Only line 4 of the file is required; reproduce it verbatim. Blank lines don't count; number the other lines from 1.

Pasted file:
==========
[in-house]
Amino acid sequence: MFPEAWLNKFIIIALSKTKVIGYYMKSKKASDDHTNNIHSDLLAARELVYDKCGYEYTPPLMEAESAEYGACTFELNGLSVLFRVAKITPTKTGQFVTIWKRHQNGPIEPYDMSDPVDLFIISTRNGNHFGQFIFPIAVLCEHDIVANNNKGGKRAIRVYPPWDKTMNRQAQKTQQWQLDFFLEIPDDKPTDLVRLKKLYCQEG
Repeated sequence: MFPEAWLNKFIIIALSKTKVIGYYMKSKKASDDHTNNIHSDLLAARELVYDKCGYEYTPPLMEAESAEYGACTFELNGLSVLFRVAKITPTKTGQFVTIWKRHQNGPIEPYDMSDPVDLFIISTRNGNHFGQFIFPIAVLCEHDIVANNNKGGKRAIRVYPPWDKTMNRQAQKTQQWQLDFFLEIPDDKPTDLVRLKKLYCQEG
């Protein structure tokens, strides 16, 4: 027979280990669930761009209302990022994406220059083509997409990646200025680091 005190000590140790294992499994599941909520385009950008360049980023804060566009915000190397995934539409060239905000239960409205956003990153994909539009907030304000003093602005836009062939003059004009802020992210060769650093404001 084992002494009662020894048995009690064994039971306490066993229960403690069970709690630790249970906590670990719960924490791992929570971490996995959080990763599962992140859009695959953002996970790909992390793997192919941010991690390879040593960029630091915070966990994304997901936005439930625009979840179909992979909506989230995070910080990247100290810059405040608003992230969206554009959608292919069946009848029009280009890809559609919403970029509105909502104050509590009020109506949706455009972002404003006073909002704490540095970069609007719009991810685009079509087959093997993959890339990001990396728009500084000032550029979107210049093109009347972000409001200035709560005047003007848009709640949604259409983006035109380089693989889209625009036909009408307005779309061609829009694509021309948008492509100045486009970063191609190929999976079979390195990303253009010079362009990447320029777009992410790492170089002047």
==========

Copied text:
């Protein structure tokens, strides 16, 4: 027979280990669930761009209302990022994406220059083509997409990646200025680091 005190000590140790294992499994599941909520385009950008360049980023804060566009915000190397995934539409060239905000239960409205956003990153994909539009907030304000003093602005836009062939003059004009802020992210060769650093404001 084992002494009662020894048995009690064994039971306490066993229960403690069970709690630790249970906590670990719960924490791992929570971490996995959080990763599962992140859009695959953002996970790909992390793997192919941010991690390879040593960029630091915070966990994304997901936005439930625009979840179909992979909506989230995070910080990247100290810059405040608003992230969206554009959608292919069946009848029009280009890809559609919403970029509105909502104050509590009020109506949706455009972002404003006073909002704490540095970069609007719009991810685009079509087959093997993959890339990001990396728009500084000032550029979107210049093109009347972000409001200035709560005047003007848009709640949604259409983006035109380089693989889209625009036909009408307005779309061609829009694509021309948008492509100045486009970063191609190929999976079979390195990303253009010079362009990447320029777009992410790492170089002047």